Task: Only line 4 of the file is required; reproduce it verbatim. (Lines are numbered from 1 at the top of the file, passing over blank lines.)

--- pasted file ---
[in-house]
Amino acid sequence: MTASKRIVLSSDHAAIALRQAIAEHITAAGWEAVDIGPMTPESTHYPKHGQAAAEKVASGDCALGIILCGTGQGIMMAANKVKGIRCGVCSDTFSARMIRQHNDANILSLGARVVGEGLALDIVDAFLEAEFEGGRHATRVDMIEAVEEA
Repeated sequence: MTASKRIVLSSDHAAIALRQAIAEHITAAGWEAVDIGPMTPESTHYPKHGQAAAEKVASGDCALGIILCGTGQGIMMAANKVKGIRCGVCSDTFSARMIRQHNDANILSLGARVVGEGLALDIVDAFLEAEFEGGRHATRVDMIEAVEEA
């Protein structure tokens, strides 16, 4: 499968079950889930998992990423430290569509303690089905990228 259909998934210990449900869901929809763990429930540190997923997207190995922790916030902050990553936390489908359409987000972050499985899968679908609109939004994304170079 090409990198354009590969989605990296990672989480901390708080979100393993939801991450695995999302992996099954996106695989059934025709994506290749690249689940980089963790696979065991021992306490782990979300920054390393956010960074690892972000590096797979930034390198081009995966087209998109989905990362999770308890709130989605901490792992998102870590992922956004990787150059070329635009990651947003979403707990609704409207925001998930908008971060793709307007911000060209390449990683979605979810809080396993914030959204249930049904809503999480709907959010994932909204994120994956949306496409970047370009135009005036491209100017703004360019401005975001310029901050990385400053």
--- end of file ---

């Protein structure tokens, strides 16, 4: 499968079950889930998992990423430290569509303690089905990228 259909998934210990449900869901929809763990429930540190997923997207190995922790916030902050990553936390489908359409987000972050499985899968679908609109939004994304170079 090409990198354009590969989605990296990672989480901390708080979100393993939801991450695995999302992996099954996106695989059934025709994506290749690249689940980089963790696979065991021992306490782990979300920054390393956010960074690892972000590096797979930034390198081009995966087209998109989905990362999770308890709130989605901490792992998102870590992922956004990787150059070329635009990651947003979403707990609704409207925001998930908008971060793709307007911000060209390449990683979605979810809080396993914030959204249930049904809503999480709907959010994932909204994120994956949306496409970047370009135009005036491209100017703004360019401005975001310029901050990385400053």